Members of the Cadiz American Legion welcome a convoy of veterans on a cross country bicycling ride. Charlie Strizak, Phil Madzia, Jay Kolenc, William ‘Lump’ Jackson. Scott Bilyeu, Marc Espisito, Matt Kuhn, film intern. NH Photo/ ROBERT A. DEFRANK

By ROBERT A. DEFRANK                                                                                                                     News-Herald Staff Writer

CADIZ – A convoy of nearly 20 veterans recovering from injuries taken defending this nation stopped in town July 13 to demonstrate the power of the human spirit during the Sea to Shining Sea cross country tour.

The ride spans 63 days and covers 4,000 miles. Many of the veterans participating are missing limbs and are riding modified bicycles. The cyclists represent all branches of the military.

The Cadiz American Legion was one of their stops. A welcoming committee including residents, almost 20 Legion members, and Veterans Service Officer David Rose turned out to meet them. The highway patrol, sheriff’s deputies and American Legion Riders, police and fire departments did escort duty. “This trip has been excellent,” said Air Force Staff Sgt Scott Espisito, a native of Boardman, Ohio. As a combat controller for the Air Force, Espisito was accompanying a special ops team in Afghanistan when their hummer encountered an IED. “Everything below my knees was destroyed,” he said, crediting the medic on site for the fact that he lived and kept his legs. He added that he had no heartbeat for a time and a high degree of physical fitness helped save his life. He said the aftermath saw him in a wheelchair with a broken back and missing most of his teeth. It was expected he would never completely regain his mobility. “Being a hard head, I decided to prove them wrong,” he said. “You learn in the military that exceeding the standard is the standard.” He sees the trek as both a step in his recovery and an opportunity to motivate other people who have undergone physical tragedies and inspire them to fight to reclaim their lives. He urges everyone who sees them not to lose hope or give up on therapy and rehab. “It’s going to get you back to a life you love,” he said, adding that determination will yield rewards in the face of high odds, as the 4,000-mile ride demonstrates. “Their minds can take them farther than they can possibly think.”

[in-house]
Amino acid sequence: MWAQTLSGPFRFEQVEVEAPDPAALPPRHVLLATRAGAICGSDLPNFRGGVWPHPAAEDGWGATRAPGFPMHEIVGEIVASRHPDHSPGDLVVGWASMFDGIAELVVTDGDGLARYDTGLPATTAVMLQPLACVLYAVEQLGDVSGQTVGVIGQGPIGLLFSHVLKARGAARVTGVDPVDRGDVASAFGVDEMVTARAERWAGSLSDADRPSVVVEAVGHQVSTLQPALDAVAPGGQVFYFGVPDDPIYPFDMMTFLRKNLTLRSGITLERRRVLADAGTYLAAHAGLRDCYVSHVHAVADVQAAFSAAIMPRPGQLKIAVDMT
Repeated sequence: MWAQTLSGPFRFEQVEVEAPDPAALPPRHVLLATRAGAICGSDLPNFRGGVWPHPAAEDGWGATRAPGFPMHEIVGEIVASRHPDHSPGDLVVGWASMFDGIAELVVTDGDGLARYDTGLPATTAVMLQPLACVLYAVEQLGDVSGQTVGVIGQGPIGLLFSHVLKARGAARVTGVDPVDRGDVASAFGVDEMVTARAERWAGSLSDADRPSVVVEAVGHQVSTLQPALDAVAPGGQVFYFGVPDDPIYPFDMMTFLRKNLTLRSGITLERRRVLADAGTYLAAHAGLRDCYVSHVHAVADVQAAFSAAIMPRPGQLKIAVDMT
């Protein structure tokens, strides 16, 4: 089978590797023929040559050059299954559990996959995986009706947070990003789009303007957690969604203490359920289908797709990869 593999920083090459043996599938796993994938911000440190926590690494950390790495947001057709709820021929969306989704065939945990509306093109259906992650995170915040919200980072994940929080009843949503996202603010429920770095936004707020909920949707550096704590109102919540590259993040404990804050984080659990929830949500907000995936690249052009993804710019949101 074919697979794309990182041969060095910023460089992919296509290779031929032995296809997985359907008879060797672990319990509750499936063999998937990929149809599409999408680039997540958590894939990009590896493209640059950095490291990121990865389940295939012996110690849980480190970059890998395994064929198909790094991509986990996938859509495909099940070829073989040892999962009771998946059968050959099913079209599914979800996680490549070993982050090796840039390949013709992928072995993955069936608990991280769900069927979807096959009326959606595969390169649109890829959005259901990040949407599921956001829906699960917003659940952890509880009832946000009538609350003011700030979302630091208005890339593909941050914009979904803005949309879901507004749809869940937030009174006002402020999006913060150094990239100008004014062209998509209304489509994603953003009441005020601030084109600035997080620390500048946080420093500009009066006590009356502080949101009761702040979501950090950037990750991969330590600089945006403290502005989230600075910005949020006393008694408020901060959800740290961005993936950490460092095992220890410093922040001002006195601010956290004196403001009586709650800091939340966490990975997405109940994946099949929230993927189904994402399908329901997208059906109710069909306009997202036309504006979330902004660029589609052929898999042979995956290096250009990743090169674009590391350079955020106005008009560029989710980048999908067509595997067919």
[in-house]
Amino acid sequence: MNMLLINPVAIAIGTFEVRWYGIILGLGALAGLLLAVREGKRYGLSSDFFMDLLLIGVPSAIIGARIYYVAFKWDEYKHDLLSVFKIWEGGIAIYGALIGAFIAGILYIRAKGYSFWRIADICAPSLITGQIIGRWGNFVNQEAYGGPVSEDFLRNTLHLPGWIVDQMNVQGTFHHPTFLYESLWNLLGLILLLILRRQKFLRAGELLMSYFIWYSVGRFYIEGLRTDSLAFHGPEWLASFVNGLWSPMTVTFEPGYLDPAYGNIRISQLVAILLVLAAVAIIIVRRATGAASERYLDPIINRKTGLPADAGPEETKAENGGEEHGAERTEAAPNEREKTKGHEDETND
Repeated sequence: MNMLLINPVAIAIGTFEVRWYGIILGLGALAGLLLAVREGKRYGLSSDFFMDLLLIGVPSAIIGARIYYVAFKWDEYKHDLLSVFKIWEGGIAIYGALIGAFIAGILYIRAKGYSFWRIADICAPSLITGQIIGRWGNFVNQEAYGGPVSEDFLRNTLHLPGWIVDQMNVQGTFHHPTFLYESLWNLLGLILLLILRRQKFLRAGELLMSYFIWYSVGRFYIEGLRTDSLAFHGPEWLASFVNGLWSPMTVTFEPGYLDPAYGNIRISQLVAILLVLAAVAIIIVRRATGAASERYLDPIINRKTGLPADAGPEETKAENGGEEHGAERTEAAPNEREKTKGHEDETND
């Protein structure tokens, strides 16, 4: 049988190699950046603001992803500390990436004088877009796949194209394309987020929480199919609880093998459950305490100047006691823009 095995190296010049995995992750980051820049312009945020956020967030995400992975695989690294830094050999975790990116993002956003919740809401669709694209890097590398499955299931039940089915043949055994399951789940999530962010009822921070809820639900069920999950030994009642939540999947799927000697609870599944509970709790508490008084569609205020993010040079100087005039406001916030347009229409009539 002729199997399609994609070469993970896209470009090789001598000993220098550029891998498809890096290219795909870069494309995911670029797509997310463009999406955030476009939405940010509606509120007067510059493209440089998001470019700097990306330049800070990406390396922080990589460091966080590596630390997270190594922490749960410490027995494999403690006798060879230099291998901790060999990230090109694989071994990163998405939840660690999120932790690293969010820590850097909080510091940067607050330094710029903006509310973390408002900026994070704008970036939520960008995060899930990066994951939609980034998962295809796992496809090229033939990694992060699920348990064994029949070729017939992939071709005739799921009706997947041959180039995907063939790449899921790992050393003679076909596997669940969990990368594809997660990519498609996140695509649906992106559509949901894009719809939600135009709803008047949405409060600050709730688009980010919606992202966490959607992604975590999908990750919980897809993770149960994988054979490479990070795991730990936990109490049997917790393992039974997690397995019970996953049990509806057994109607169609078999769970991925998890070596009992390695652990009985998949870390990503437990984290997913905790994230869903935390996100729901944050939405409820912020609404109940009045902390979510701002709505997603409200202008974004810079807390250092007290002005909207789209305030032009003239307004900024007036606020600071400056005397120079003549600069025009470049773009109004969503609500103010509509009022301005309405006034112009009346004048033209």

He said one especially powerful effect was the friendships riders forged in the shared backgrounds and experiences of the team. “We started out as a group of individuals,” he said. “Something happened. Throughout the ride it turned into a team thing.” He added that the riders were touched by the welcomes they have received. “There has been tons of patriotism,” he said. “It’s exactly what I would have expected. It makes the ride worth it. It makes going to war worth it.” He also thanks State Farm Insurance and TEAM Sports for making the event possible.

The hope to make a difference is shared by other riders. Air Force pilot Kevin Sullivan was diagnosed with post traumatic stress disorder after 400 back-to-back combat sorties in Iraq and Afghanistan in three deployments covering two and a half years. He hopes to raise awareness of mental illness and encourage others to take action. “There are other people out there like me. My story could help them,” he said. “If it could help just one person I’d do it.” He has spoken of his experiences throughout the ride. “It was helpful to have a supportive wife and family,” he said, asking family members to take note of a veteran’s behavior and warning signs such as mood swings and personality changes and encourage him or her to seek help. “It’s not a weakness. It takes a lot of courage to step forward and get help.” He thanks everyone who turned out to welcome the riders. “We appreciate the reception. It lets us know all our hours of peddling have not been in vain,” he said. “We’re reaching people.”

“Since we got into the heartland of the US, receptions have gotten bigger and bigger,” said Senior Airman Brian Petras. “This is one of the more patriotic towns we’ve been through.” Petras, who was diagnosed with a tumor that led to the amputation of a leg, said he originally joined the ride to test himself. “At first I got into the trip for rehab and to prove to the Air Force I can still fly,” he said, adding that he soon joined in the team spirit and saw the chance to motivate others. “If something happens and you come into a situation you can’t change, you can feel sorry for yourself or you can have a positive outlook. I chose a positive road and I don’t regret it.” For more information or to track the riders’ progress, go to http://s2ssbikeride.org/. NH Photos/ROBERT A. DEFRANK